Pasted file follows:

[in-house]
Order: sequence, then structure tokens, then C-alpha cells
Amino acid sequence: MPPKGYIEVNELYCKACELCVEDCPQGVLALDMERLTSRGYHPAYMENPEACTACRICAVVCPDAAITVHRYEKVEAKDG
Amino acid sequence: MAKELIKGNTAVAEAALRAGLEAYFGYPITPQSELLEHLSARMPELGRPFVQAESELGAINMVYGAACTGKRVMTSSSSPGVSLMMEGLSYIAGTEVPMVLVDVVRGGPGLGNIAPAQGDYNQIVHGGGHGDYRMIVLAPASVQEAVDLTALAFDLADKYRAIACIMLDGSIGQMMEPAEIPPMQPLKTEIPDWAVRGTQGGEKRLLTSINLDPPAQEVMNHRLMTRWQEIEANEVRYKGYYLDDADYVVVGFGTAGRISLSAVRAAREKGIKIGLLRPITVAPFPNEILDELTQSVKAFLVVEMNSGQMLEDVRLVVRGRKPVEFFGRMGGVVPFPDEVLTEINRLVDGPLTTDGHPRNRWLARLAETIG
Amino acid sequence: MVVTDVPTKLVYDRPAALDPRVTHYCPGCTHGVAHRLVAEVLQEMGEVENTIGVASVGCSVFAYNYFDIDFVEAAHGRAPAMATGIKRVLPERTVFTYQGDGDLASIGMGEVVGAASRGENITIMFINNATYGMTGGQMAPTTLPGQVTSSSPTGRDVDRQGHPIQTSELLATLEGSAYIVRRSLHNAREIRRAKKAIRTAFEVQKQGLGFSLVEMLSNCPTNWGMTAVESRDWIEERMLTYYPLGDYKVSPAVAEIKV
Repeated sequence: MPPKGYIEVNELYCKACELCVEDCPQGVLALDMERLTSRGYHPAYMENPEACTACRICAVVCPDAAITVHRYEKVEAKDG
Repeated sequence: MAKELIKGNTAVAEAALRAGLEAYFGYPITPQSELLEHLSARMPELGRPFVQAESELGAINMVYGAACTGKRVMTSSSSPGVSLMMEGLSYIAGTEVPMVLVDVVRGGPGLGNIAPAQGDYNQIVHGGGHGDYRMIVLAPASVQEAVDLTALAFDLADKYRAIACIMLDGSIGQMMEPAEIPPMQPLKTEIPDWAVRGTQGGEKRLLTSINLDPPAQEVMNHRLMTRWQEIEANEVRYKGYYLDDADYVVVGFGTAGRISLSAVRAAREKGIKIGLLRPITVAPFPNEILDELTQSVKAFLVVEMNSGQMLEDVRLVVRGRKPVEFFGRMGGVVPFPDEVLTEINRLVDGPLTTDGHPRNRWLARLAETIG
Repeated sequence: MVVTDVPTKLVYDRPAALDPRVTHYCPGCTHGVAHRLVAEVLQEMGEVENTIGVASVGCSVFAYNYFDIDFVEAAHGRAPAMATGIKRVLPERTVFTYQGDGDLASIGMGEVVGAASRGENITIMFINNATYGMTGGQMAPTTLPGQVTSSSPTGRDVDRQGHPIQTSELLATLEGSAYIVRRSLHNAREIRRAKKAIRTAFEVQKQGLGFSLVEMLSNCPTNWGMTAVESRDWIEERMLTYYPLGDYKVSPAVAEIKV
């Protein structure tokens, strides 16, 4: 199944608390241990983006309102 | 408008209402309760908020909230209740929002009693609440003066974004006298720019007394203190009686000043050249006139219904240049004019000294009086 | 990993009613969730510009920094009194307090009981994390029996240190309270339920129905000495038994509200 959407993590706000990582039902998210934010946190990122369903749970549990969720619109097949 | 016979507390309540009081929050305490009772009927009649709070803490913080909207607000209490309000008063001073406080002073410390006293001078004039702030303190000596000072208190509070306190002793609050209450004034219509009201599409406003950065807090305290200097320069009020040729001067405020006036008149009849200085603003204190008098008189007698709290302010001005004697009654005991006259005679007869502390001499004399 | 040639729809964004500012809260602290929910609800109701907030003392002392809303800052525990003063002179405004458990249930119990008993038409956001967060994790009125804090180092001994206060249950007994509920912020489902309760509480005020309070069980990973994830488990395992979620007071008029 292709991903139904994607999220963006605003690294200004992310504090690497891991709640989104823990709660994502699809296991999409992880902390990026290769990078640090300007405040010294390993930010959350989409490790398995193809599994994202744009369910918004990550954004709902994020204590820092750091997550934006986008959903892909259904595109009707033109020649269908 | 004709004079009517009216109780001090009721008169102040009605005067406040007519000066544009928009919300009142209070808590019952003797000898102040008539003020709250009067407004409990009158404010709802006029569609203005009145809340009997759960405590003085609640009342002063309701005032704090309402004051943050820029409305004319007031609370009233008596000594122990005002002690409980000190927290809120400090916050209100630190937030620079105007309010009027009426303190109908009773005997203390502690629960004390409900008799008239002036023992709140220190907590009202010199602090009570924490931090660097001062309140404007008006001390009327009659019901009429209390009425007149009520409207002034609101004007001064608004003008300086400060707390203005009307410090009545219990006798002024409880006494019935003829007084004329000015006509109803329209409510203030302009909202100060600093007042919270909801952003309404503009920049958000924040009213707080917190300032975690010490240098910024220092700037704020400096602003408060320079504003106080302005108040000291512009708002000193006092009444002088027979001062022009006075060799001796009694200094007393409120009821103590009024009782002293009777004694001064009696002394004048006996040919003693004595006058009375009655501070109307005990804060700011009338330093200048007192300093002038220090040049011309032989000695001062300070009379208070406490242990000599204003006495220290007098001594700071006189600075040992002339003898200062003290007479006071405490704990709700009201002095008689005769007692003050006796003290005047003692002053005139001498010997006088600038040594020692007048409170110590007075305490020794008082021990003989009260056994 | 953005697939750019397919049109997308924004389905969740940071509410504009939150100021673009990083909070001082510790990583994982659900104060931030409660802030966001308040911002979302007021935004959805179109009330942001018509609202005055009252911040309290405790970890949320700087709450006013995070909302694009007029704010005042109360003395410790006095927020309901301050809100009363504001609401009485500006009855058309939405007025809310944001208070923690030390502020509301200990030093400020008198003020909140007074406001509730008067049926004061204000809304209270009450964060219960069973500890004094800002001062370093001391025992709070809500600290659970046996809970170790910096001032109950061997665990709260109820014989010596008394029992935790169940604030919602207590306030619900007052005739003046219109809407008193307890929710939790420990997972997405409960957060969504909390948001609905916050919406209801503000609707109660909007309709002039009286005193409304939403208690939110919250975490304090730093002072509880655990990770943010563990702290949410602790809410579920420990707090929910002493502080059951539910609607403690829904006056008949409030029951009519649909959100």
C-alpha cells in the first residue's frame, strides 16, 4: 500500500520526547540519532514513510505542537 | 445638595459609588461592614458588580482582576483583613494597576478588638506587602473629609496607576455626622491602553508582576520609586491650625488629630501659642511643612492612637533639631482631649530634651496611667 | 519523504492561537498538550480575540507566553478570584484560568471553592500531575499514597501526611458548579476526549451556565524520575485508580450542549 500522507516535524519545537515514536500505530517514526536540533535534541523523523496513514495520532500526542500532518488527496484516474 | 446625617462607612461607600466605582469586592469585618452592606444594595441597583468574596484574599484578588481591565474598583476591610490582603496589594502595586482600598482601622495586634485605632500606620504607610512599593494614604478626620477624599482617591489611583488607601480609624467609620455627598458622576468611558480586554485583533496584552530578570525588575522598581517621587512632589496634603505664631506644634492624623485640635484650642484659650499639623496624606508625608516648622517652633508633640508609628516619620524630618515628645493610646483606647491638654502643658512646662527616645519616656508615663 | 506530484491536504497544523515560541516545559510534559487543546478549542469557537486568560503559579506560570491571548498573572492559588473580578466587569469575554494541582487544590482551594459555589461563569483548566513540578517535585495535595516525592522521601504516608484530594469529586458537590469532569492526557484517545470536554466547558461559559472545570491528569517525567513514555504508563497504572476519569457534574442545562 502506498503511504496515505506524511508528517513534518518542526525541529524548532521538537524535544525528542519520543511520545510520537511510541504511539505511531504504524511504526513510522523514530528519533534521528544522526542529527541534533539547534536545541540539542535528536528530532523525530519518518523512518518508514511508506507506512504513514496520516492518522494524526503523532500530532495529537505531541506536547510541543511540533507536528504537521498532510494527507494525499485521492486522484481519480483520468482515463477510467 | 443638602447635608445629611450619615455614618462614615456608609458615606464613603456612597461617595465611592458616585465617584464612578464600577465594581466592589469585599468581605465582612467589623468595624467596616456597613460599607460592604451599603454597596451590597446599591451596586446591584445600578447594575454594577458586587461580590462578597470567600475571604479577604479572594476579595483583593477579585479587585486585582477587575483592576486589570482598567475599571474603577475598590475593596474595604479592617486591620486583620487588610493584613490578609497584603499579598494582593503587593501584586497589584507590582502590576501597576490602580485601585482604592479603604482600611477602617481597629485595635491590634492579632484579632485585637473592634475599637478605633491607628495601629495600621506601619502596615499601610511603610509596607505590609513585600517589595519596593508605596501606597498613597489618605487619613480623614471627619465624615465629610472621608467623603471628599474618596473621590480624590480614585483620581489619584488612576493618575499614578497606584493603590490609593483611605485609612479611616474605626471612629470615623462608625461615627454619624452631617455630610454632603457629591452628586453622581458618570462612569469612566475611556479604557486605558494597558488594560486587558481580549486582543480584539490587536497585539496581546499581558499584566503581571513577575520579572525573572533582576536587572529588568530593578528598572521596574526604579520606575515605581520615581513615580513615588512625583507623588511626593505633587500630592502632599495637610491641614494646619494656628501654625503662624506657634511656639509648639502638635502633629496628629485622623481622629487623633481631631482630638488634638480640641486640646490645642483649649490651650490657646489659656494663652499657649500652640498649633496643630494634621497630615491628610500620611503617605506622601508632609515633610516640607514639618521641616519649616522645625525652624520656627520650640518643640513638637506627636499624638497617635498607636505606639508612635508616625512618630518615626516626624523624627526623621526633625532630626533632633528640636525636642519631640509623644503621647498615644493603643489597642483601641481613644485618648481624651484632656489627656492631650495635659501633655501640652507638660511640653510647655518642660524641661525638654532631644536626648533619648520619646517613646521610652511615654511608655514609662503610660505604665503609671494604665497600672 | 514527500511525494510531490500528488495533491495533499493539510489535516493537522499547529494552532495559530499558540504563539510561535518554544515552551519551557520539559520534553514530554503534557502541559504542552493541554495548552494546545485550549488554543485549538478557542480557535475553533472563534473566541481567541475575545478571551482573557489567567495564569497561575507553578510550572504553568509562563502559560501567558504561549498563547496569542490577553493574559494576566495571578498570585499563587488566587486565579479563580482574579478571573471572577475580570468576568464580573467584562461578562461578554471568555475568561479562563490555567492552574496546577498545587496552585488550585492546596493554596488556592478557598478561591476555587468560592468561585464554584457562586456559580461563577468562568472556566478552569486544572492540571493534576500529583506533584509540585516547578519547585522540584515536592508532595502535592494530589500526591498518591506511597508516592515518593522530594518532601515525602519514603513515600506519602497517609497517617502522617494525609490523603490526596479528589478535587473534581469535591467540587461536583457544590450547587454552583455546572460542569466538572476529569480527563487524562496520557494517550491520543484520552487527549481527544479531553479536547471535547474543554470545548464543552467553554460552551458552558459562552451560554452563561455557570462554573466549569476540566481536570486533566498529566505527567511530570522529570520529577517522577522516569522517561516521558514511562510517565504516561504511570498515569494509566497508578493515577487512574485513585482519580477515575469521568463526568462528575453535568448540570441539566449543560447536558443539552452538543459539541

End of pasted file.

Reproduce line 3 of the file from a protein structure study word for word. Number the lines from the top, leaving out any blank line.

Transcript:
Amino acid sequence: MPPKGYIEVNELYCKACELCVEDCPQGVLALDMERLTSRGYHPAYMENPEACTACRICAVVCPDAAITVHRYEKVEAKDG